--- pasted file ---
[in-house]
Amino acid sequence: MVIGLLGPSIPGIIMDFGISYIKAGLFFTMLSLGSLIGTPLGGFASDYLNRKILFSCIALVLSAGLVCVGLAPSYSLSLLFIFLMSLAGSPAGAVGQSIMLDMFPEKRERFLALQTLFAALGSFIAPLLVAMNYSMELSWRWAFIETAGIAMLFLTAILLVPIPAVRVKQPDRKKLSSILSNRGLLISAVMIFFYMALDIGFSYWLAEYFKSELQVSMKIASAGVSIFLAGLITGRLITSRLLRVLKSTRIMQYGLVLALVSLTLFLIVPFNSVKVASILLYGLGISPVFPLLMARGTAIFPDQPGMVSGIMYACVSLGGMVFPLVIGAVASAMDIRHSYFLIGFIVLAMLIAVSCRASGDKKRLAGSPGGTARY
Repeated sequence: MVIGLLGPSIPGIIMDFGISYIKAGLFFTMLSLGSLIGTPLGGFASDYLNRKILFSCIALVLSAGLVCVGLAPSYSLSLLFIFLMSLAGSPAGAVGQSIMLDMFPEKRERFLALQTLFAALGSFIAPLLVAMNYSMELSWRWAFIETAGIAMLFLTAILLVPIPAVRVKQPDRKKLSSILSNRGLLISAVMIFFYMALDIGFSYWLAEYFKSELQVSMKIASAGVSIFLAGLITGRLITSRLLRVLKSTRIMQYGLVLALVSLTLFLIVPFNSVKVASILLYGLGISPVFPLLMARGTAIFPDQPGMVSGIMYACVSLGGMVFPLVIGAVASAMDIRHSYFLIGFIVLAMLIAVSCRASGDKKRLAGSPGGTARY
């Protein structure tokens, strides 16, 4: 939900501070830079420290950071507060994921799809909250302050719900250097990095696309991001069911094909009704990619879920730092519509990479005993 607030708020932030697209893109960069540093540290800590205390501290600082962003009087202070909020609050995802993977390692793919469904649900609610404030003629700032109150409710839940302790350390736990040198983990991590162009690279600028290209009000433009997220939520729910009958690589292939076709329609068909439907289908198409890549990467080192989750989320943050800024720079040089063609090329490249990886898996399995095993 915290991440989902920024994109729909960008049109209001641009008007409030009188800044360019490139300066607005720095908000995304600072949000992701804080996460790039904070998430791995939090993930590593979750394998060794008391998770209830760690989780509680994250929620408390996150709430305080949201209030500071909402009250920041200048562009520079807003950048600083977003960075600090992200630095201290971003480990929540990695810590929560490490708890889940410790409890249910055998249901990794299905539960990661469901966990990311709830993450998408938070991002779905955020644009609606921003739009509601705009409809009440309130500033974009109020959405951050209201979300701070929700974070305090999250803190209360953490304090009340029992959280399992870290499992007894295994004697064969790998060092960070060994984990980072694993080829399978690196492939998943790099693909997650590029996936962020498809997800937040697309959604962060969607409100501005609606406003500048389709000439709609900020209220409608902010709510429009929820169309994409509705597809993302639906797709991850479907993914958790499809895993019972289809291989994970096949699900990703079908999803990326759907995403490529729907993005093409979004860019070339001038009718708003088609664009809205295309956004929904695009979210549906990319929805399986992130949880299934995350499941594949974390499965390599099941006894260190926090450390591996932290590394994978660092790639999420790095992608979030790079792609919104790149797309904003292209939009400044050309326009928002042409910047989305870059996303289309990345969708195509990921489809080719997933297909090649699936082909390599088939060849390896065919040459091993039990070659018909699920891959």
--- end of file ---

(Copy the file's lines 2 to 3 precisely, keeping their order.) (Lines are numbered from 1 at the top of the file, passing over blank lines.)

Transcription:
Amino acid sequence: MVIGLLGPSIPGIIMDFGISYIKAGLFFTMLSLGSLIGTPLGGFASDYLNRKILFSCIALVLSAGLVCVGLAPSYSLSLLFIFLMSLAGSPAGAVGQSIMLDMFPEKRERFLALQTLFAALGSFIAPLLVAMNYSMELSWRWAFIETAGIAMLFLTAILLVPIPAVRVKQPDRKKLSSILSNRGLLISAVMIFFYMALDIGFSYWLAEYFKSELQVSMKIASAGVSIFLAGLITGRLITSRLLRVLKSTRIMQYGLVLALVSLTLFLIVPFNSVKVASILLYGLGISPVFPLLMARGTAIFPDQPGMVSGIMYACVSLGGMVFPLVIGAVASAMDIRHSYFLIGFIVLAMLIAVSCRASGDKKRLAGSPGGTARY
Repeated sequence: MVIGLLGPSIPGIIMDFGISYIKAGLFFTMLSLGSLIGTPLGGFASDYLNRKILFSCIALVLSAGLVCVGLAPSYSLSLLFIFLMSLAGSPAGAVGQSIMLDMFPEKRERFLALQTLFAALGSFIAPLLVAMNYSMELSWRWAFIETAGIAMLFLTAILLVPIPAVRVKQPDRKKLSSILSNRGLLISAVMIFFYMALDIGFSYWLAEYFKSELQVSMKIASAGVSIFLAGLITGRLITSRLLRVLKSTRIMQYGLVLALVSLTLFLIVPFNSVKVASILLYGLGISPVFPLLMARGTAIFPDQPGMVSGIMYACVSLGGMVFPLVIGAVASAMDIRHSYFLIGFIVLAMLIAVSCRASGDKKRLAGSPGGTARY